After the horrific shooting at Sandy Hook Elementary, that low hum of worry turned up to full-volume fear for parents across the country. I felt it too, the gut wrenching, full body chill that comes with imagining the worst. But honestly, I was not afraid for my kids’ safety. I know that violence in schools is very rare and that by most measures kids are safer now than ever.

What I did genuinely worry about is the impulse to react to our fear and vulnerability with ever-increasing “security measures.” Armed guards in schools, more locked doors, fingerprints and background checks for parents.

I’m not naive about violence, but my experience has shown me that we can’t keep danger on the other side of a locked door. I know my children live in a world with abusers and rapists. I know that some people do terrible things to children. I know that I can’t tell by looking which man in the park or on the bus would hurt one of them if he had the chance. Just like I don’t know which guy at the gym or which little league dad is beating his wife at home. I live in a neighborhood where it is not uncommon to hear gunshots. Yet I believe that most of the violence is committed inside locked doors by people who belong there.

When it comes to protecting kids from harm by the people they trust, increased “security” is worse than useless. It actually makes our kids—and all of us—less safe. Tight security undermines connection and community—the very things that are most important to kids’ safety, health, and happiness. This letter from a mom to her child’s preschool points out how. My kids’ school, like many, held a meeting for parents about students’ safety in the days after the Sandy Hook shooting. Some of the concern, of course, was about school security, sign-in procedures, etc. But I was grateful that most of the focus was on how to re-commit to strengthening our connection as a community. Resisting fear, breaking isolation, looking out for each other—safety from the inside out.

“Mama, what’s a prostitute?”

Listening to the news while parenting is hard. (OK, let’s be honest, doing anything while parenting is hard!) Typically I avoid listening to the NPR headlines when my kids are in the car because I want to filter out the murder, mayhem, and messiness. For instance, when I realized they were about to talk about the secret service agents in Colombia, I looked 30 seconds into the future and decided I didn’t really want to answer the question, “Mama, what’s a prostitute?”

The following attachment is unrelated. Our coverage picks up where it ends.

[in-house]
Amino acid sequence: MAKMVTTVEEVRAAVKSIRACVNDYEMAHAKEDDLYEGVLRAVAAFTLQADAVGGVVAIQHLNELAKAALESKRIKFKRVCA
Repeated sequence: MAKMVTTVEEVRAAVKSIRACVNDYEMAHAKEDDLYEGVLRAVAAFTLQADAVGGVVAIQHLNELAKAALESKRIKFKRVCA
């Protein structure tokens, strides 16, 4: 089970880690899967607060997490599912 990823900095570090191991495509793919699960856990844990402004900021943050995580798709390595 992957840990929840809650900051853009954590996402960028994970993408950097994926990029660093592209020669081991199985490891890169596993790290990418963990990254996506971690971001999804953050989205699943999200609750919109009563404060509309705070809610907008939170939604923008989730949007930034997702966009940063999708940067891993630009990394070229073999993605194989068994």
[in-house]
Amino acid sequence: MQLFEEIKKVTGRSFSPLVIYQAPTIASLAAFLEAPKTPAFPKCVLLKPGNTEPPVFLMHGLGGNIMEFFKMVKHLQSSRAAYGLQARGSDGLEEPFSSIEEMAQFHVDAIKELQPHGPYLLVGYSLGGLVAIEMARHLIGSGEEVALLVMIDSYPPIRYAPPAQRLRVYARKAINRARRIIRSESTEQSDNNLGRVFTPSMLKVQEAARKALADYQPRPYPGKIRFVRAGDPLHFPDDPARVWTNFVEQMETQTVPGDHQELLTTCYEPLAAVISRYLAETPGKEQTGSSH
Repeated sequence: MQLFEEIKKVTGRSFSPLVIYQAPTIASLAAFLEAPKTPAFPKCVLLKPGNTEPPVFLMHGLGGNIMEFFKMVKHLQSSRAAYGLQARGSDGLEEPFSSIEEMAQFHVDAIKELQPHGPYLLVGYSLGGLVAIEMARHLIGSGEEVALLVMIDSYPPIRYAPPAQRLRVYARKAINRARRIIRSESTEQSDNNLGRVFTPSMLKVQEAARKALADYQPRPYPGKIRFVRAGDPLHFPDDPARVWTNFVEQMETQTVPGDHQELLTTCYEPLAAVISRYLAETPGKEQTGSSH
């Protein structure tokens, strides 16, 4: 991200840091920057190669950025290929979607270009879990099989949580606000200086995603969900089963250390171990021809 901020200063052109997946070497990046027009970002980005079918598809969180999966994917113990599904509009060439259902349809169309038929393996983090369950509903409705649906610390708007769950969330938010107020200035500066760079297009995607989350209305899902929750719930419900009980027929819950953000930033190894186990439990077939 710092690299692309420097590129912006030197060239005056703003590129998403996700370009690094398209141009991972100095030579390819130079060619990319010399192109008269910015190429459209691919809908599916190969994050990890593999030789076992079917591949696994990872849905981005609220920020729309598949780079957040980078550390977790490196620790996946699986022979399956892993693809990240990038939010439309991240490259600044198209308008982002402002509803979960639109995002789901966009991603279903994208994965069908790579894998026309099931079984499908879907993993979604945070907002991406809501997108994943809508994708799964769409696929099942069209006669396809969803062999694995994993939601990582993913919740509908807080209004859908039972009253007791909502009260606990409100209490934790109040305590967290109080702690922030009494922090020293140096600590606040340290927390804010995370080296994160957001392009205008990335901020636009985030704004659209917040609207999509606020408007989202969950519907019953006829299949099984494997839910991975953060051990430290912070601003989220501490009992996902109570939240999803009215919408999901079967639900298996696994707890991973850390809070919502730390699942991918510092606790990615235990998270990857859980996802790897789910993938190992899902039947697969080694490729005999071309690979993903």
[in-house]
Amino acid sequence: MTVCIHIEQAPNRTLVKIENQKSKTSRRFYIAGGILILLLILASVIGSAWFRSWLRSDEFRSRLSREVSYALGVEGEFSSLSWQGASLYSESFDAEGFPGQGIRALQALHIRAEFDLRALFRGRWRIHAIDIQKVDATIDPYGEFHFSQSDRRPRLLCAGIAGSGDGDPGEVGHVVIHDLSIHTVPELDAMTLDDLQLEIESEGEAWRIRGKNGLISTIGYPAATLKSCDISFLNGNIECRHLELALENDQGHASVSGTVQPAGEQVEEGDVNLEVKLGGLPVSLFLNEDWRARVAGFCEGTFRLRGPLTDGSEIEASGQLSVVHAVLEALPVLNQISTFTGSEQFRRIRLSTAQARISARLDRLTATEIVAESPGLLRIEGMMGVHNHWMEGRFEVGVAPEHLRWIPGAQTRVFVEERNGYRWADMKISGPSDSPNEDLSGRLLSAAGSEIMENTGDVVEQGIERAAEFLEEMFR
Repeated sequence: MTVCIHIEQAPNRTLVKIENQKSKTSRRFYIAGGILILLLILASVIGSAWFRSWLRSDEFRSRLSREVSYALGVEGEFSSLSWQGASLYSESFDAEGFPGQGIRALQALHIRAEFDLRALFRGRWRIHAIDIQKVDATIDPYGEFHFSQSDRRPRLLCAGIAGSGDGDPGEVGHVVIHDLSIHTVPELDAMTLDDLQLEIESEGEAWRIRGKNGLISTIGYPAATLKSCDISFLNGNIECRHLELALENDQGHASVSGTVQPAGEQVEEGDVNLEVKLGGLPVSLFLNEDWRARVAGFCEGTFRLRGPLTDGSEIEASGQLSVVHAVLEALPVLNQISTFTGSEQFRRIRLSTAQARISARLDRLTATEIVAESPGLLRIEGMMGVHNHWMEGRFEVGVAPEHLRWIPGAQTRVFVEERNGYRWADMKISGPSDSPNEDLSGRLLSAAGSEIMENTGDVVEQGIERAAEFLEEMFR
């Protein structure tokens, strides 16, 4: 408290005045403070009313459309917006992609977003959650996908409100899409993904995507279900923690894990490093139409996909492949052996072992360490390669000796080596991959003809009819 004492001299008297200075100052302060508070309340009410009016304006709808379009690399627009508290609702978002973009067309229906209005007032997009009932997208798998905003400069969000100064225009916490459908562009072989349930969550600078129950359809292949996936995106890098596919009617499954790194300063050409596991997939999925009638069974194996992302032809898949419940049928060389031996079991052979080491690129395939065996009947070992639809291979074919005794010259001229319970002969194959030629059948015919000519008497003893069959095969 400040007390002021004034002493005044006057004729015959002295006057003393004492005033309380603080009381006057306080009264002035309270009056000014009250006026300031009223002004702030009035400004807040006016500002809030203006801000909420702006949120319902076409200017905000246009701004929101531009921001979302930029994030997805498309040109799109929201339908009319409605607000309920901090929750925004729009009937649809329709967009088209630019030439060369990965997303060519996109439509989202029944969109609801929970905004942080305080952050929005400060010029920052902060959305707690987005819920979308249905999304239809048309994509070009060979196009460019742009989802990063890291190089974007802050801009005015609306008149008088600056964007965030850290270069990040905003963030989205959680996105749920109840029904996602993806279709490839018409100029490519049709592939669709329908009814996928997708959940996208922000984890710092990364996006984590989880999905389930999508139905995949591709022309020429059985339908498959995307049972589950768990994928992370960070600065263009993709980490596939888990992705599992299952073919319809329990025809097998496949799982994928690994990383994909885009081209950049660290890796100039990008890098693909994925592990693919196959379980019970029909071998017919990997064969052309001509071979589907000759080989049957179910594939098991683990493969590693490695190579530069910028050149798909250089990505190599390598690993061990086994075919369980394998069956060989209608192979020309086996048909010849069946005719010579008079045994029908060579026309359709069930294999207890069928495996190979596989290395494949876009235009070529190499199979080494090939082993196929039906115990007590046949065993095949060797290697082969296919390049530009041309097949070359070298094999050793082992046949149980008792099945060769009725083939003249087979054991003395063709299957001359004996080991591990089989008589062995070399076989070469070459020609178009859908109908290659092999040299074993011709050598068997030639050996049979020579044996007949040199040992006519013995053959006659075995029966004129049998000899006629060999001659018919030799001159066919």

Now, don’t get me wrong, I’m all for having the tough conversations with my son, but how do you explain prostitution to a 5 year old? Not just the sex part, but the buying another person part. It’s more than a 5 year old needs to think about or worry about right now. (Actually, I don’t really want to think about that either.) It does make me wonder, what if I never had to explain prostitution at all? What if women weren’t treated as commodities to be bought and sold?

Ted Bunch recently asked a very important question: “What if instead of framing our work…as ‘ending violence against women’ we…had the goal of ‘valuing and respecting women and girls’?” Great question and I look forward to answering it alongside all of you. After all, if we valued and respected girls, I wouldn’t have to answer this question for my son and I could spend more time answering his other difficult questions like, “Mama, how do they get the juice in juiceboxes?” (Now you wanna know too? Look here.)

What next? Part 5

Earlier this year, our executive director, Nan Stoops, was invited to be the keynote speaker at a conference organized by the Hawai’i State Coalition Against Domestic Violence. Her assignment: outline a five-point plan for ending violence against women and girls.